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In a recent investor alert, FINRA offers novice investors an explainer regarding market cap. You may hear companies described as large-cap, mid-cap or small-cap. Certain stock indexes or investment funds will use this measure to group companies together by size. For example, the S&P 500 is made up of large-cap stocks and is weighed by market cap, so companies with a higher market cap account for relatively more of the index than companies with a comparatively smaller market cap. Meanwhile, the Russell 2000 Index is a small-cap stock market index. Newer investors might mistakenly believe that stock price alone could be a good indicator of how large a company is, but what is most important in determining a company's size is the number of shares outstanding. But here's something important to keep in mind: because stock price is determined by investors, market cap is the perceived value of a company. It isn't necessarily the actual value of a company and all of its parts. Some of that perceived value may stem from expectations of future growth or the introduction of a product, but those expectations may not pan out, in which case the share price of the company—and thus it's market cap—is likely to adjust accordingly … HIGHLIGHTED EVENT:Want to learn more about investing? Attend an AAII Local Chapter Meeting near you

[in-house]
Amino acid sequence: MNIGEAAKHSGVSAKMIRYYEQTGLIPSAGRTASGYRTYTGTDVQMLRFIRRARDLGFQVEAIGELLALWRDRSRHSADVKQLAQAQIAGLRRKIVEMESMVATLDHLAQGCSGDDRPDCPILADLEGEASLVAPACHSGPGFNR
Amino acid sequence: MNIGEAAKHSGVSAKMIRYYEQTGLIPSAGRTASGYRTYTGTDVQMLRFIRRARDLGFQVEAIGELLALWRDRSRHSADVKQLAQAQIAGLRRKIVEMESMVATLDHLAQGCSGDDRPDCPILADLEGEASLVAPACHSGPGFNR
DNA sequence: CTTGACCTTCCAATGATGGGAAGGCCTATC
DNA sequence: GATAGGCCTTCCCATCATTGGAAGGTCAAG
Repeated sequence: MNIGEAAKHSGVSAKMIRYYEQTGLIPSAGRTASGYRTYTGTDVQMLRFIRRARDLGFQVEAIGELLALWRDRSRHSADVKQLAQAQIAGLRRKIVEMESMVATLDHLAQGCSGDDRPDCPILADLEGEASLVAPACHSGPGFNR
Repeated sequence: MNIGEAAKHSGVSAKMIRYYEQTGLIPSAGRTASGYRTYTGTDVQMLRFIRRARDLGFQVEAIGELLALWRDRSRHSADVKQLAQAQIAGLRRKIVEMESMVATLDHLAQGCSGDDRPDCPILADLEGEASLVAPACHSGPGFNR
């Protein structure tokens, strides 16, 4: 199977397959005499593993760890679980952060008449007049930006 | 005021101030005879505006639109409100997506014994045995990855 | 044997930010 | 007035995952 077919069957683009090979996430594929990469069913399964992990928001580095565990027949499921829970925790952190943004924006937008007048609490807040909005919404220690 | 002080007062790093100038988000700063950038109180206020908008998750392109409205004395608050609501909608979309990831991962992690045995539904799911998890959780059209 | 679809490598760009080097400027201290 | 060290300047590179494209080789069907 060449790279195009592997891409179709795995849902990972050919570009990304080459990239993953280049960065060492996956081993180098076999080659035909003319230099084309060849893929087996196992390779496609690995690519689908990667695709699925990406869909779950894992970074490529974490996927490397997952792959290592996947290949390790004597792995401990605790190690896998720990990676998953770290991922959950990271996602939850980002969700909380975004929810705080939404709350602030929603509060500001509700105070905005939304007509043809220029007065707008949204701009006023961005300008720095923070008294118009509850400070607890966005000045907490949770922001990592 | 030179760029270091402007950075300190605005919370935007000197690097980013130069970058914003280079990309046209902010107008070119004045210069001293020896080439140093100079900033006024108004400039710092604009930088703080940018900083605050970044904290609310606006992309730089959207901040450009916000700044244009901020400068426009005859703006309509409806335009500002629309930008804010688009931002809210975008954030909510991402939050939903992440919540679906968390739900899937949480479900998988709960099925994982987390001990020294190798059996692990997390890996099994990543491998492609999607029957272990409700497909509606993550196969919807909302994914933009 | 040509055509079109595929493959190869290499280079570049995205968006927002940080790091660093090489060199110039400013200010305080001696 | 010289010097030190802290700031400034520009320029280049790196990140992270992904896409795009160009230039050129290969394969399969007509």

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Formed in 1989, the ICI Education Foundation (ICIEF) is the educational affiliate of the Investment Company Institute, the national association of US investment companies. ICIEF partners with government agencies and other nonprofit organizations to develop, deliver, and promote investment education programs to a variety of specific audiences. The Foundation also participates in financial education advocacy coalitions, conferences, and initiatives that promote saving and investing nationwide. To contact ICIEF, go here.


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